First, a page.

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Twitter CEO calls company 'people's news network'

Tuesday, October 11, 2016 - 10:14
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Twitter Inc Chief Executive Jack Dorsey defined one of the company's missions as being the "people's news network," according to an internal memo seen on Monday.

[SAN FRANCISCO] Twitter Inc Chief Executive Jack Dorsey defined one of the company's missions as being the "people's news network," according to an internal memo seen on Monday.

The 10-year-old social networking service has long struggled to define its core purpose and is under the spotlight as it explores selling itself in a process that has attracted potential buyers such as Salesforce.com.

Twitter has made a recent push into news and sports on mobile devices and this foray could pique the interest of a media company as an acquirer, analysts have said.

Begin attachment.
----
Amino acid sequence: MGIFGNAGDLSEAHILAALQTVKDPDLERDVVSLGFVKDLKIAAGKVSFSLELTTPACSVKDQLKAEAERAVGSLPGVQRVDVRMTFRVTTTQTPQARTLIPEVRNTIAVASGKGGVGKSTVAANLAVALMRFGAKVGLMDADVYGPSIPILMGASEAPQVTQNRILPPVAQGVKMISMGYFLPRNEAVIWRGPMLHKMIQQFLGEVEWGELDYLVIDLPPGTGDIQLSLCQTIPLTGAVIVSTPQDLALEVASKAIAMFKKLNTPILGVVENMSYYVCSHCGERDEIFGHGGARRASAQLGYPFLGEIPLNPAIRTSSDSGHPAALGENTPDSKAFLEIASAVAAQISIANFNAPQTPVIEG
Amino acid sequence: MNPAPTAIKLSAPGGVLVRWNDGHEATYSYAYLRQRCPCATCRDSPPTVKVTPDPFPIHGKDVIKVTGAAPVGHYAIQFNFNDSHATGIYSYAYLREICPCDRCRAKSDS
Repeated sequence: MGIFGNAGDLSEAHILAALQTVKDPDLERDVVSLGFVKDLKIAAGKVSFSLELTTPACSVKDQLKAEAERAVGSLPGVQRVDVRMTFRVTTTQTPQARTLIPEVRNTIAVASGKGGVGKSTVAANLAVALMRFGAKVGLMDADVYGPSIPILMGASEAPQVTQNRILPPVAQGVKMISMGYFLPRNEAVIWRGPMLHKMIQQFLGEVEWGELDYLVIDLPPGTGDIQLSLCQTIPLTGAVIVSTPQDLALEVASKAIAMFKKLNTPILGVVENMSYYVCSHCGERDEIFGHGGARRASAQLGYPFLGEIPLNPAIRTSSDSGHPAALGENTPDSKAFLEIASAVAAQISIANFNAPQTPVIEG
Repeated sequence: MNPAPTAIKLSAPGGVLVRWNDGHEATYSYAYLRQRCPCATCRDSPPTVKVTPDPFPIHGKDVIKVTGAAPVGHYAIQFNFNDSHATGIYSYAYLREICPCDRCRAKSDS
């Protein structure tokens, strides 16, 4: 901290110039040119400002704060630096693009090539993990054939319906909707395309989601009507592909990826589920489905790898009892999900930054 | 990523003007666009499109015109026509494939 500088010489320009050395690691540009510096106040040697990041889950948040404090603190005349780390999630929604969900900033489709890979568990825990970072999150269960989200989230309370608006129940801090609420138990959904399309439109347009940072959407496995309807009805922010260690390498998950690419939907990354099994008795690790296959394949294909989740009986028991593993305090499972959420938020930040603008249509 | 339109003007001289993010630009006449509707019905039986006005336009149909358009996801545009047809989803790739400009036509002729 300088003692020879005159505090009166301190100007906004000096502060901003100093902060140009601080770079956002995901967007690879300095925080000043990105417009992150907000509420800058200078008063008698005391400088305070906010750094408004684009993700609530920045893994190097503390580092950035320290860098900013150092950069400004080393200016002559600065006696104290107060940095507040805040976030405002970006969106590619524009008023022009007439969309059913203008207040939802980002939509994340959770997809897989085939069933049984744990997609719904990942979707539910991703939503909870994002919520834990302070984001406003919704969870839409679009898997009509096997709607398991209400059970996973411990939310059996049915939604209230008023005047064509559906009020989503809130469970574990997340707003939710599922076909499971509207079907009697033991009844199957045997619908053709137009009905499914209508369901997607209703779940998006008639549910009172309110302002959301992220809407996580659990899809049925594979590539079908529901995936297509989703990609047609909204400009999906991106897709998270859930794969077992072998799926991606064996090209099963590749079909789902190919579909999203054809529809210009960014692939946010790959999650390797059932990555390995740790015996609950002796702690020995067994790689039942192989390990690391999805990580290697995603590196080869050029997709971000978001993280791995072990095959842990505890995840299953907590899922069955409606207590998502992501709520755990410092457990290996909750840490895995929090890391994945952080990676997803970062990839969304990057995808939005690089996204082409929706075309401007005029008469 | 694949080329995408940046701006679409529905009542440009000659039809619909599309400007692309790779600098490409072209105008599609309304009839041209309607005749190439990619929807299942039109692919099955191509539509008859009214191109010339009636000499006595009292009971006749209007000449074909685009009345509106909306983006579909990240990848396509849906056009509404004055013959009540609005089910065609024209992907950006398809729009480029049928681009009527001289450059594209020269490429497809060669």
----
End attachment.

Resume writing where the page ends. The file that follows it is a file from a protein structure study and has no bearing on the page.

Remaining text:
The memo does not address the sales process. Twitter did not immediately respond to a request for comment.

Bloomberg, which first published the memo on Monday, reported that it was sent to employees last week.

Mr Dorsey who returned as a permanent CEO about a year ago thanks employees in the message for showing resilience and calls on them to help the company strive to be the first place "people check to see what's happening." "Twitter is what's happening, and what everyone is talking about (literally!). News and talk. We're the people's news network."

Later, Mr Dorsey said, "So let's show them what we're made of and deliver a better Twitter faster than they thought possible. We can do this every day. We can do this!"

Twitter has recently signed deals with a number of media companies and sports organisations to stream major events such as the presidential debates and Thursday Night NFL games.

Twitter went public in November 2013 at US$26 a share. The shares peaked above US$74 just over a month after its IPO, but have been on a steady downward trajectory since.

Twitter shares closed trading at US$17.56 per share on Monday, down more than 11 per cent on speculation that no buyer for the whole company would ultimately emerge.

REUTERS